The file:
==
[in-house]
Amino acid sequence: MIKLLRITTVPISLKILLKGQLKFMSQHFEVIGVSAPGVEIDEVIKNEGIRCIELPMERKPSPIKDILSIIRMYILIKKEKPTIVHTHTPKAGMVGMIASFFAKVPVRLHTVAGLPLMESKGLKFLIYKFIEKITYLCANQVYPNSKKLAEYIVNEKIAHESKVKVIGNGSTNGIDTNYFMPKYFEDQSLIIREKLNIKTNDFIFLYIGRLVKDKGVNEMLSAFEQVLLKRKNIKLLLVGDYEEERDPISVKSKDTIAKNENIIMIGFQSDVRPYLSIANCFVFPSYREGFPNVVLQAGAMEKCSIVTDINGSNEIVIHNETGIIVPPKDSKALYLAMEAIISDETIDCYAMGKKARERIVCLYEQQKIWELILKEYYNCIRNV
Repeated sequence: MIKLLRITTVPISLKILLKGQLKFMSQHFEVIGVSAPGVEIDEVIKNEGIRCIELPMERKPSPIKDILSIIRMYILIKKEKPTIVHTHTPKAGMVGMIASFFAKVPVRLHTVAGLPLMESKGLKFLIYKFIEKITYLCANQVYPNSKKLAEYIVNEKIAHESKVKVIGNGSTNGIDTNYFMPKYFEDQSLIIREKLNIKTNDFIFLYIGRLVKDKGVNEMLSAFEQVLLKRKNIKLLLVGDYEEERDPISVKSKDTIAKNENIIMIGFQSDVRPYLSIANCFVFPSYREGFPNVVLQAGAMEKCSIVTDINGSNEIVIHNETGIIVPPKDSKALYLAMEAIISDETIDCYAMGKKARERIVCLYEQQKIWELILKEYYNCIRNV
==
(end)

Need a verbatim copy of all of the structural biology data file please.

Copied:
[in-house]
Amino acid sequence: MIKLLRITTVPISLKILLKGQLKFMSQHFEVIGVSAPGVEIDEVIKNEGIRCIELPMERKPSPIKDILSIIRMYILIKKEKPTIVHTHTPKAGMVGMIASFFAKVPVRLHTVAGLPLMESKGLKFLIYKFIEKITYLCANQVYPNSKKLAEYIVNEKIAHESKVKVIGNGSTNGIDTNYFMPKYFEDQSLIIREKLNIKTNDFIFLYIGRLVKDKGVNEMLSAFEQVLLKRKNIKLLLVGDYEEERDPISVKSKDTIAKNENIIMIGFQSDVRPYLSIANCFVFPSYREGFPNVVLQAGAMEKCSIVTDINGSNEIVIHNETGIIVPPKDSKALYLAMEAIISDETIDCYAMGKKARERIVCLYEQQKIWELILKEYYNCIRNV
Repeated sequence: MIKLLRITTVPISLKILLKGQLKFMSQHFEVIGVSAPGVEIDEVIKNEGIRCIELPMERKPSPIKDILSIIRMYILIKKEKPTIVHTHTPKAGMVGMIASFFAKVPVRLHTVAGLPLMESKGLKFLIYKFIEKITYLCANQVYPNSKKLAEYIVNEKIAHESKVKVIGNGSTNGIDTNYFMPKYFEDQSLIIREKLNIKTNDFIFLYIGRLVKDKGVNEMLSAFEQVLLKRKNIKLLLVGDYEEERDPISVKSKDTIAKNENIIMIGFQSDVRPYLSIANCFVFPSYREGFPNVVLQAGAMEKCSIVTDINGSNEIVIHNETGIIVPPKDSKALYLAMEAIISDETIDCYAMGKKARERIVCLYEQQKIWELILKEYYNCIRNV